the history of rye whiskey
Rye whiskey is about as American as it gets, with a history older than our country’s own. The drink’s had its fair share of ups and downs on its long journey to Lynchburg, but we’re happy it finally arrived.
RYE WHISKEY ARRIVES IN AMERICA
Early colonists brought whiskey-making expertise and rye growing knowledge with them to the New World in the 1600s. Running a small grain distillery was as common for many farmers as owning a plow.
THE BOSTON TEA PARTY
It may not have been called the Boston Rye Party, but this rebellious act against Britain made quite an impact on the drink’s popularity, as the country was cut off from British teas and Caribbean rums and people turned toward the good ol’ American stuff.
With rye being the most common grain in the newly minted United States, rye whiskey was almost everywhere by the late 1700s. Thousands of small distilleries popped up throughout New York, Pennsylvania, Virginia, and Maryland. George Washington himself even owned one of the highest producing distilleries from 1797-1799 at his Mount Vernon Estate.
THE WHISKEY REBELLION
When the government imposed the “whiskey tax” in 1791, folks didn’t take too kindly to it. The end of the rebellion saw many people move west to Kentucky where the tax was not imposed, but Kentucky bourbon would not dethrone rye whiskey just yet. Rye remained the whiskey of choice in the U.S. from the end of the Civil War until Prohibition.
Cocktail culture is exported from London and finds its way to America, and classic drinks like the Manhattan and the Old Fashioned become rye whiskey staples.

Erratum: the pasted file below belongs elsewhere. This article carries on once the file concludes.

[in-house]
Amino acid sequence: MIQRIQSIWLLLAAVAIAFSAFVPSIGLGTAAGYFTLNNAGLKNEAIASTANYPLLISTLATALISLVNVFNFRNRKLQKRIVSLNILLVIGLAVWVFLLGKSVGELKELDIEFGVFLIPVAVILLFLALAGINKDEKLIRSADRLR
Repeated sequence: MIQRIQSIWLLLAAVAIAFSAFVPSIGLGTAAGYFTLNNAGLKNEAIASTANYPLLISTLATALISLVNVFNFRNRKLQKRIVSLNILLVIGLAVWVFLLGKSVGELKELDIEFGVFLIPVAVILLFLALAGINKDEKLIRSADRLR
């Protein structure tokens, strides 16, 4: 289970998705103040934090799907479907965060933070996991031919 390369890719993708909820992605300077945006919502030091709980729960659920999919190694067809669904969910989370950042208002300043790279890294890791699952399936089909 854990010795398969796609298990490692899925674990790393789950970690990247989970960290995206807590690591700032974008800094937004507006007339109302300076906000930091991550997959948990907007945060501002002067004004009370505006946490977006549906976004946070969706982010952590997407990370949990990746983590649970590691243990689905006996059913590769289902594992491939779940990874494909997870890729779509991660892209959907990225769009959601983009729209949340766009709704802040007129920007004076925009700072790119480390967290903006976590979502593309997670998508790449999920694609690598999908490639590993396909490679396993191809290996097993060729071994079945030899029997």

Unsurprisingly, a law prohibiting the sale, manufacture, and transport of alcohol hurt the rye whiskey business greatly. By the end of Prohibition, the stockpile of American whiskey had dwindled throughout the country.
Prohibition didn’t last, but as Canadian rye flooded into the newly open market, American distillers weren’t able to keep up and rye’s reputation plummeted. Kentucky bourbon was better suited to bounce back, and rye whiskey all but disappeared following the repeal.
Rye whiskey’s reputation continues to fall as pop culture portrays rye as the drink of choice for unsophisticated drinkers.
THE RISE OF COCKTAIL CULTURE
Starting around 2006, cocktail culture began a resurgence throughout the country, led by San Francisco, then New York and Chicago. People began to rediscover classic Rye cocktails. Since 2009, rye whiskey production has grown by about 500 percent. (Click here for source information).
INTERNATIONAL WHISKEY DAY
Founded in 2008, International Whiskey Day celebrates all the whiskeys of the world on March 27th each year. We’ll toast to that.